Modeling Rett Syndrome Using TALEN-Edited MECP2 Mutant Cynomolgus Monkeys

Yongchang Chen, Juehua Yu, Yuyu Niu, Dongdong Qin, Hailiang Liu, Gang Li, Yingzhou Hu, Jiaojian Wang, Yi Lu, Yu Kang, Yong Jiang, Kunhua Wu, Siguang Li, Jingkuan Wei, Jing He, Junbang Wang, Xiaojing Liu, Yuping Luo, Chenyang Si, Raoxian BaiKunshan Zhang, Jie Liu, Shaoyong Huang, Zhenzhen Chen, Shuang Wang, Xiaoying Chen, Xinhua Bao, Qingping Zhang, Fuxing Li, Rui Geng, Aibin Liang, Dinggang Shen, Tianzi Jiang, Xintian Hu, Yuanye Ma, Weizhi Ji, Yi Eve Sun

Research output: Contribution to journalArticlepeer-review

149 Scopus citations


Gene-editing technologies have made it feasible to create nonhuman primate models for human genetic disorders. Here, we report detailed genotypes and phenotypes of TALEN-edited MECP2 mutant cynomolgus monkeys serving as a model for a neurodevelopmental disorder, Rett syndrome (RTT), which is caused by loss-of-function mutations in the human MECP2 gene. Male mutant monkeys were embryonic lethal, reiterating that RTT is a disease of females. Through a battery of behavioral analyses, including primate-unique eye-tracking tests, in combination with brain imaging via MRI, we found a series of physiological, behavioral, and structural abnormalities resembling clinical manifestations of RTT. Moreover, blood transcriptome profiling revealed that mutant monkeys resembled RTT patients in immune gene dysregulation. Taken together, the stark similarity in phenotype and/or endophenotype between monkeys and patients suggested that gene-edited RTT founder monkeys would be of value for disease mechanistic studies as well as development of potential therapeutic interventions for RTT.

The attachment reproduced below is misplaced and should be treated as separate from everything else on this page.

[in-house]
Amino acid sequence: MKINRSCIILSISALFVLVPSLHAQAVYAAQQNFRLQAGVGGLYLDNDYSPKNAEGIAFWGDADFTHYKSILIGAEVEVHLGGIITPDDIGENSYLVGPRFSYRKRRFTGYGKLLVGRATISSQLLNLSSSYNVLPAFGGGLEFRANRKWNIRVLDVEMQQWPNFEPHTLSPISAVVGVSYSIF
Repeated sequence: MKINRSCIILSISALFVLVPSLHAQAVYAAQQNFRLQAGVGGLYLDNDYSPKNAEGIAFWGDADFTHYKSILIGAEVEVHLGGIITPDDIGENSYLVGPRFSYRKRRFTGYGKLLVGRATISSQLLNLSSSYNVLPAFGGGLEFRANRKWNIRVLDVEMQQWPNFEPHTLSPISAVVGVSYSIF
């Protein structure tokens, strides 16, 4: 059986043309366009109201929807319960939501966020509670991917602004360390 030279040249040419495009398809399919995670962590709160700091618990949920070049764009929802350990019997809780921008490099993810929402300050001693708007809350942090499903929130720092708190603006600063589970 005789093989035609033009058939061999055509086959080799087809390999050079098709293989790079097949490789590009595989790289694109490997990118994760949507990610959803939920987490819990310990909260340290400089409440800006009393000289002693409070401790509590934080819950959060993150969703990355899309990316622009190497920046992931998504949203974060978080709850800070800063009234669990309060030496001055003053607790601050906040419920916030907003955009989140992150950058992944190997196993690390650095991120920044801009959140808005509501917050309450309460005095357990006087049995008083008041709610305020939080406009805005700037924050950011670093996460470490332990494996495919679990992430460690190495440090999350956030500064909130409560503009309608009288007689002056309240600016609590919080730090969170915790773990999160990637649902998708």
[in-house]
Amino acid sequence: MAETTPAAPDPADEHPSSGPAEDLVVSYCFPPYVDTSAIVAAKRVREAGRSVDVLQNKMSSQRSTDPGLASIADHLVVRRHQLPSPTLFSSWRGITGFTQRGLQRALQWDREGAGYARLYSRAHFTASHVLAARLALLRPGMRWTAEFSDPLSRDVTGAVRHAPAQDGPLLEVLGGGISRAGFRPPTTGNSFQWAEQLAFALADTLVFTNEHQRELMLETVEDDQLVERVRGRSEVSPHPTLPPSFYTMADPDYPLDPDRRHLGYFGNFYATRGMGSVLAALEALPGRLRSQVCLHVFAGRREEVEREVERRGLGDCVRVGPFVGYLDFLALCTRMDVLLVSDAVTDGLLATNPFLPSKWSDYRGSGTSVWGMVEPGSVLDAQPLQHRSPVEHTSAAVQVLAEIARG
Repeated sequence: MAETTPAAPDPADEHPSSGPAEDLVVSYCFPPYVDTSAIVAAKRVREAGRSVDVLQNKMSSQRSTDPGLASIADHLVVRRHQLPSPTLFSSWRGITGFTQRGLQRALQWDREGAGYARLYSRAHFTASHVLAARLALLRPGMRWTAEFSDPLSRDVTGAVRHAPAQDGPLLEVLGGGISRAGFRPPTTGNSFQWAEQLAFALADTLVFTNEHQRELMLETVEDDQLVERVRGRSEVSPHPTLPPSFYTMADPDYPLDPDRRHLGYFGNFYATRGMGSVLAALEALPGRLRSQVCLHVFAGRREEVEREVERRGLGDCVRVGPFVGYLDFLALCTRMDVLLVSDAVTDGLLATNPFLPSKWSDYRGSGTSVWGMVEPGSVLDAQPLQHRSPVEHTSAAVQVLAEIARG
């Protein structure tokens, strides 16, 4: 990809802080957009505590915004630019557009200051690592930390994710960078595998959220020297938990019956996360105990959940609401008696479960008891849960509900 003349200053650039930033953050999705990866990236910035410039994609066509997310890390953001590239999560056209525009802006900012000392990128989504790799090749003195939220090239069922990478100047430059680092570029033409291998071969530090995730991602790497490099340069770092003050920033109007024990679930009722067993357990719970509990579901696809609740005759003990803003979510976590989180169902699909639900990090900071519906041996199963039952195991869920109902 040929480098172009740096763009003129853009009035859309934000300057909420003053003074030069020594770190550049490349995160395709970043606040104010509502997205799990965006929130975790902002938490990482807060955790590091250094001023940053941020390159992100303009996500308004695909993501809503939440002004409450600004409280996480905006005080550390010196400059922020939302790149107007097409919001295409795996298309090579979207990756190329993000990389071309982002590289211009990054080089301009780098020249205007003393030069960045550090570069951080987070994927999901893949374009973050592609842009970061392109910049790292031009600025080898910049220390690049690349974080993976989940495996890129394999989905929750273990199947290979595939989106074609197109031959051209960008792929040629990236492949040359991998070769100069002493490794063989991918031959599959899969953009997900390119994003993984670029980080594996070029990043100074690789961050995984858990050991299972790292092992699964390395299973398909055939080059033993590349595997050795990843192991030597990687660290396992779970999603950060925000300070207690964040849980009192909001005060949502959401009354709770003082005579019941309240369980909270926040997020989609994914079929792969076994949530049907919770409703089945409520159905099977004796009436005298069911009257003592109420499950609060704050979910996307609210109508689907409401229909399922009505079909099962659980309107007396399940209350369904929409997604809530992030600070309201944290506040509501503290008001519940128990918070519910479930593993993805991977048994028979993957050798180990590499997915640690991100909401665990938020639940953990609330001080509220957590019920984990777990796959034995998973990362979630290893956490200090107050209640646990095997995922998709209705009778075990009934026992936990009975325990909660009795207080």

Original languageEnglish
Pages (from-to)945-955.e10
Issue number5
StatePublished - May 18 2017


  • MECP2
  • Rett syndrome
  • disease models
  • gene editing
  • male embryonic lethal
  • neurodevelopmental disorder
  • non-human primate


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